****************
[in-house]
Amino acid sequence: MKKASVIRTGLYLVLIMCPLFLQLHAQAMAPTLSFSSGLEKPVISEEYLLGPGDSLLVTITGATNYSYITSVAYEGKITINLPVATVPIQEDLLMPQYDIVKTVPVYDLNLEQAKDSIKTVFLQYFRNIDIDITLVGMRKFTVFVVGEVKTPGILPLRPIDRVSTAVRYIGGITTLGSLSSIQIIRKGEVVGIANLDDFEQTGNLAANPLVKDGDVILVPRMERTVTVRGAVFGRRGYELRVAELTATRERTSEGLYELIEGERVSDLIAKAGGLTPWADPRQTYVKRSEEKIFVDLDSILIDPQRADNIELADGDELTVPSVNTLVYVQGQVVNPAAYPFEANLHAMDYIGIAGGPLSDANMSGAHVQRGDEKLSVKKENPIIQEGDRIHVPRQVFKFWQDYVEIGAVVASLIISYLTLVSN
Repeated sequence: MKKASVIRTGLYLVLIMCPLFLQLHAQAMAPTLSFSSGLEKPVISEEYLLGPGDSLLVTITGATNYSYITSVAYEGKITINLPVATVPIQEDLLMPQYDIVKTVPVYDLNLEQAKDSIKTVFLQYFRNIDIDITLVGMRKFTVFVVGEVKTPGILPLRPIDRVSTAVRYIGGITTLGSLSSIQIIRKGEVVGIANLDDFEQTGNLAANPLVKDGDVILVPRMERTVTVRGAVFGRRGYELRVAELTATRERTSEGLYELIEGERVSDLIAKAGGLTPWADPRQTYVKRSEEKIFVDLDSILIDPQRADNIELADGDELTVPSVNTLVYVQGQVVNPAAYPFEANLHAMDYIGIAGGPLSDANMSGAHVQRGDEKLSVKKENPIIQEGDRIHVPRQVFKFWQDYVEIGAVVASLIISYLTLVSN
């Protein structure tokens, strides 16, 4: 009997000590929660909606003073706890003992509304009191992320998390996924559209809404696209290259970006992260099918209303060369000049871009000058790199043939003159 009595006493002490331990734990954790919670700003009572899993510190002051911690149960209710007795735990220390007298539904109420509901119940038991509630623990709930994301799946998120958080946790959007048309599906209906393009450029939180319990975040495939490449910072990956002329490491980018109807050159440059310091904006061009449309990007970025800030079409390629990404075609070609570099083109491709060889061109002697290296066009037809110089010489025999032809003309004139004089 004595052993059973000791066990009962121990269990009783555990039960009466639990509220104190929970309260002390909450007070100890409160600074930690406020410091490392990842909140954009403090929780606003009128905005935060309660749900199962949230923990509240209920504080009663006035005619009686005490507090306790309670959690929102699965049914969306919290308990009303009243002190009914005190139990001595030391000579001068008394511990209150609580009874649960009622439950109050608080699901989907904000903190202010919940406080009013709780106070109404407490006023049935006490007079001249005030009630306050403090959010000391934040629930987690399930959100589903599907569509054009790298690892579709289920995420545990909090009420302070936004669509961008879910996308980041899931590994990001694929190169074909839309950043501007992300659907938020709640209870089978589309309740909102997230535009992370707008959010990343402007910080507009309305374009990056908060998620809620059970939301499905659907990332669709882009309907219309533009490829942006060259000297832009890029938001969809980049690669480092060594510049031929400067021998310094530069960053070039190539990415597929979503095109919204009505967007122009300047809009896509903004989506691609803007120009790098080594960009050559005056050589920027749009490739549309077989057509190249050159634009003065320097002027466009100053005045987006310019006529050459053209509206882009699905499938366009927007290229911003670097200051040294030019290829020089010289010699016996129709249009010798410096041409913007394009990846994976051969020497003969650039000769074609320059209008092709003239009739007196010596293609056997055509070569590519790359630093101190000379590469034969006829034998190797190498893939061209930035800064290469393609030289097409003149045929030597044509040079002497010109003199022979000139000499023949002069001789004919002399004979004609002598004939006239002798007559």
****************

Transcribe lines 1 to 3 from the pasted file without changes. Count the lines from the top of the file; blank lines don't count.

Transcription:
[in-house]
Amino acid sequence: MKKASVIRTGLYLVLIMCPLFLQLHAQAMAPTLSFSSGLEKPVISEEYLLGPGDSLLVTITGATNYSYITSVAYEGKITINLPVATVPIQEDLLMPQYDIVKTVPVYDLNLEQAKDSIKTVFLQYFRNIDIDITLVGMRKFTVFVVGEVKTPGILPLRPIDRVSTAVRYIGGITTLGSLSSIQIIRKGEVVGIANLDDFEQTGNLAANPLVKDGDVILVPRMERTVTVRGAVFGRRGYELRVAELTATRERTSEGLYELIEGERVSDLIAKAGGLTPWADPRQTYVKRSEEKIFVDLDSILIDPQRADNIELADGDELTVPSVNTLVYVQGQVVNPAAYPFEANLHAMDYIGIAGGPLSDANMSGAHVQRGDEKLSVKKENPIIQEGDRIHVPRQVFKFWQDYVEIGAVVASLIISYLTLVSN
Repeated sequence: MKKASVIRTGLYLVLIMCPLFLQLHAQAMAPTLSFSSGLEKPVISEEYLLGPGDSLLVTITGATNYSYITSVAYEGKITINLPVATVPIQEDLLMPQYDIVKTVPVYDLNLEQAKDSIKTVFLQYFRNIDIDITLVGMRKFTVFVVGEVKTPGILPLRPIDRVSTAVRYIGGITTLGSLSSIQIIRKGEVVGIANLDDFEQTGNLAANPLVKDGDVILVPRMERTVTVRGAVFGRRGYELRVAELTATRERTSEGLYELIEGERVSDLIAKAGGLTPWADPRQTYVKRSEEKIFVDLDSILIDPQRADNIELADGDELTVPSVNTLVYVQGQVVNPAAYPFEANLHAMDYIGIAGGPLSDANMSGAHVQRGDEKLSVKKENPIIQEGDRIHVPRQVFKFWQDYVEIGAVVASLIISYLTLVSN